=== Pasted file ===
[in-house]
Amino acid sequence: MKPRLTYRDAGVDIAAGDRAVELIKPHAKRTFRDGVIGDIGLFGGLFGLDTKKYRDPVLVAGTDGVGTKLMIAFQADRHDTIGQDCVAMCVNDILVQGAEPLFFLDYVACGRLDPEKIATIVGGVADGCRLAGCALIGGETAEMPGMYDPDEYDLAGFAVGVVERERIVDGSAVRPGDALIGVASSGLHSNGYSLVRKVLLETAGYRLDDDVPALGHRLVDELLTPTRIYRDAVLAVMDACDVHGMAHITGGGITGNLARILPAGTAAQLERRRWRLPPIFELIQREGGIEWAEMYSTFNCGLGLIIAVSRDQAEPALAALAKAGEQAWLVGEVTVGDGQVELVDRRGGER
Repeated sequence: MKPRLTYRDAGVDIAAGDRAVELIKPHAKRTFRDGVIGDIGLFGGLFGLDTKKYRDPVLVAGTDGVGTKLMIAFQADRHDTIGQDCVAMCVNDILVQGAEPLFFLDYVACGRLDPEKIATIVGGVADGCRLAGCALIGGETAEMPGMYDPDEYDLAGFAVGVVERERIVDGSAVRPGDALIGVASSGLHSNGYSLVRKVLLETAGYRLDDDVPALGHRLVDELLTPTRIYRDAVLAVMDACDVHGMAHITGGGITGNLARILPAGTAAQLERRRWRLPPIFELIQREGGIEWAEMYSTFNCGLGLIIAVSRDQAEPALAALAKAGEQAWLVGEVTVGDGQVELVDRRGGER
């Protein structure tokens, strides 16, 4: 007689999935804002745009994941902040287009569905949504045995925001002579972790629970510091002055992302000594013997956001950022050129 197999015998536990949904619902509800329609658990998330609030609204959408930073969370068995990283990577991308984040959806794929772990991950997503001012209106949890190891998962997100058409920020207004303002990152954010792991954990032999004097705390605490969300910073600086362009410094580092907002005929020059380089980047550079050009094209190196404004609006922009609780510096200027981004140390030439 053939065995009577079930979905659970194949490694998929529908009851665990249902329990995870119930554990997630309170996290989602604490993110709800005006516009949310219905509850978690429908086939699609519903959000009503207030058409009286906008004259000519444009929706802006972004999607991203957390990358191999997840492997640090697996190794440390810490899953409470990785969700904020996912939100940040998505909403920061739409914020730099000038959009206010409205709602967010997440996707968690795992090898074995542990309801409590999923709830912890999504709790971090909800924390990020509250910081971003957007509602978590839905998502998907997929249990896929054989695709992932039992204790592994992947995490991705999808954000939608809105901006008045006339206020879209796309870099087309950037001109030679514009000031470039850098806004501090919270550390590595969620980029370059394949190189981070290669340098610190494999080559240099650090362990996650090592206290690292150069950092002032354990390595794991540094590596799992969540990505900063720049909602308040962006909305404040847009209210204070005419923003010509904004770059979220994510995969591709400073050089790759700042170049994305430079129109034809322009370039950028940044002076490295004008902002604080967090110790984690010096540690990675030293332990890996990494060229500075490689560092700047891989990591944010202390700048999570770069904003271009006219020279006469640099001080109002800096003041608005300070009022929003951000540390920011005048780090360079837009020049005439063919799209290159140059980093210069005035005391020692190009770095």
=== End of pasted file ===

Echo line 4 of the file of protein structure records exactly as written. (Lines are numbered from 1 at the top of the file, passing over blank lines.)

């Protein structure tokens, strides 16, 4: 007689999935804002745009994941902040287009569905949504045995925001002579972790629970510091002055992302000594013997956001950022050129 197999015998536990949904619902509800329609658990998330609030609204959408930073969370068995990283990577991308984040959806794929772990991950997503001012209106949890190891998962997100058409920020207004303002990152954010792991954990032999004097705390605490969300910073600086362009410094580092907002005929020059380089980047550079050009094209190196404004609006922009609780510096200027981004140390030439 053939065995009577079930979905659970194949490694998929529908009851665990249902329990995870119930554990997630309170996290989602604490993110709800005006516009949310219905509850978690429908086939699609519903959000009503207030058409009286906008004259000519444009929706802006972004999607991203957390990358191999997840492997640090697996190794440390810490899953409470990785969700904020996912939100940040998505909403920061739409914020730099000038959009206010409205709602967010997440996707968690795992090898074995542990309801409590999923709830912890999504709790971090909800924390990020509250910081971003957007509602978590839905998502998907997929249990896929054989695709992932039992204790592994992947995490991705999808954000939608809105901006008045006339206020879209796309870099087309950037001109030679514009000031470039850098806004501090919270550390590595969620980029370059394949190189981070290669340098610190494999080559240099650090362990996650090592206290690292150069950092002032354990390595794991540094590596799992969540990505900063720049909602308040962006909305404040847009209210204070005419923003010509904004770059979220994510995969591709400073050089790759700042170049994305430079129109034809322009370039950028940044002076490295004008902002604080967090110790984690010096540690990675030293332990890996990494060229500075490689560092700047891989990591944010202390700048999570770069904003271009006219020279006469640099001080109002800096003041608005300070009022929003951000540390920011005048780090360079837009020049005439063919799209290159140059980093210069005035005391020692190009770095």